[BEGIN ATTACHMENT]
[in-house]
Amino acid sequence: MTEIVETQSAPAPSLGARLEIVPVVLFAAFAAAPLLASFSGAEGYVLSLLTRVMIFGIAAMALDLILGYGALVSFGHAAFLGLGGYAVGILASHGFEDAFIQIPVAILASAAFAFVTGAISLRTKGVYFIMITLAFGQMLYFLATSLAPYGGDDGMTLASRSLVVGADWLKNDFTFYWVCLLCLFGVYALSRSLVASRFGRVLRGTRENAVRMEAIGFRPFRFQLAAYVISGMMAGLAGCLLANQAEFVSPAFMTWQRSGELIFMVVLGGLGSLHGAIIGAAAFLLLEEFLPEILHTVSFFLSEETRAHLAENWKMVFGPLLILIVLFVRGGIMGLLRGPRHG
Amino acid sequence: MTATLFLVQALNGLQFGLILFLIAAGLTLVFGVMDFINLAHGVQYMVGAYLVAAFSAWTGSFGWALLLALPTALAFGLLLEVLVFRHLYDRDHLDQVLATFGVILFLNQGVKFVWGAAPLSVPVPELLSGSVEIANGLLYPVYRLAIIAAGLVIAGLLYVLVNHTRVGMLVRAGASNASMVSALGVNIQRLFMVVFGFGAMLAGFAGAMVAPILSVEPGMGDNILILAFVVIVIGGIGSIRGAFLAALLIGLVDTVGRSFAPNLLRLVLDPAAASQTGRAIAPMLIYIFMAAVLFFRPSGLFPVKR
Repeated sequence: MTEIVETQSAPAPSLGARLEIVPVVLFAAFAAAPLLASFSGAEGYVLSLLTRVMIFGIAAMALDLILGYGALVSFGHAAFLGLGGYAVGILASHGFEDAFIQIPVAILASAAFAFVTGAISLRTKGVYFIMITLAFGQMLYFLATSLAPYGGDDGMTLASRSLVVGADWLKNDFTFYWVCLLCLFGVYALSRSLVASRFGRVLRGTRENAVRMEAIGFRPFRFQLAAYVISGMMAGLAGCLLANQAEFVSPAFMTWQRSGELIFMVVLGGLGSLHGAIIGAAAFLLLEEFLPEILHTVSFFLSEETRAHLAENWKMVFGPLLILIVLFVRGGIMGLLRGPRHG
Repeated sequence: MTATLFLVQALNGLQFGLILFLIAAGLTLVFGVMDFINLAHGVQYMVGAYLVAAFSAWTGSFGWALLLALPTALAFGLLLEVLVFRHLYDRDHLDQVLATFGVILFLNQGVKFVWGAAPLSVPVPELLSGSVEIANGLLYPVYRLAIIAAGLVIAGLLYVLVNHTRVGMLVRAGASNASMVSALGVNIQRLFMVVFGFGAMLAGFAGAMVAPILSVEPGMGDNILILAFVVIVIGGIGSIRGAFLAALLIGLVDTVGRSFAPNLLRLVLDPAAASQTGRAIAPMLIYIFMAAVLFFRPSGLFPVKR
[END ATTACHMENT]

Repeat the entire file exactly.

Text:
[in-house]
Amino acid sequence: MTEIVETQSAPAPSLGARLEIVPVVLFAAFAAAPLLASFSGAEGYVLSLLTRVMIFGIAAMALDLILGYGALVSFGHAAFLGLGGYAVGILASHGFEDAFIQIPVAILASAAFAFVTGAISLRTKGVYFIMITLAFGQMLYFLATSLAPYGGDDGMTLASRSLVVGADWLKNDFTFYWVCLLCLFGVYALSRSLVASRFGRVLRGTRENAVRMEAIGFRPFRFQLAAYVISGMMAGLAGCLLANQAEFVSPAFMTWQRSGELIFMVVLGGLGSLHGAIIGAAAFLLLEEFLPEILHTVSFFLSEETRAHLAENWKMVFGPLLILIVLFVRGGIMGLLRGPRHG
Amino acid sequence: MTATLFLVQALNGLQFGLILFLIAAGLTLVFGVMDFINLAHGVQYMVGAYLVAAFSAWTGSFGWALLLALPTALAFGLLLEVLVFRHLYDRDHLDQVLATFGVILFLNQGVKFVWGAAPLSVPVPELLSGSVEIANGLLYPVYRLAIIAAGLVIAGLLYVLVNHTRVGMLVRAGASNASMVSALGVNIQRLFMVVFGFGAMLAGFAGAMVAPILSVEPGMGDNILILAFVVIVIGGIGSIRGAFLAALLIGLVDTVGRSFAPNLLRLVLDPAAASQTGRAIAPMLIYIFMAAVLFFRPSGLFPVKR
Repeated sequence: MTEIVETQSAPAPSLGARLEIVPVVLFAAFAAAPLLASFSGAEGYVLSLLTRVMIFGIAAMALDLILGYGALVSFGHAAFLGLGGYAVGILASHGFEDAFIQIPVAILASAAFAFVTGAISLRTKGVYFIMITLAFGQMLYFLATSLAPYGGDDGMTLASRSLVVGADWLKNDFTFYWVCLLCLFGVYALSRSLVASRFGRVLRGTRENAVRMEAIGFRPFRFQLAAYVISGMMAGLAGCLLANQAEFVSPAFMTWQRSGELIFMVVLGGLGSLHGAIIGAAAFLLLEEFLPEILHTVSFFLSEETRAHLAENWKMVFGPLLILIVLFVRGGIMGLLRGPRHG
Repeated sequence: MTATLFLVQALNGLQFGLILFLIAAGLTLVFGVMDFINLAHGVQYMVGAYLVAAFSAWTGSFGWALLLALPTALAFGLLLEVLVFRHLYDRDHLDQVLATFGVILFLNQGVKFVWGAAPLSVPVPELLSGSVEIANGLLYPVYRLAIIAAGLVIAGLLYVLVNHTRVGMLVRAGASNASMVSALGVNIQRLFMVVFGFGAMLAGFAGAMVAPILSVEPGMGDNILILAFVVIVIGGIGSIRGAFLAALLIGLVDTVGRSFAPNLLRLVLDPAAASQTGRAIAPMLIYIFMAAVLFFRPSGLFPVKR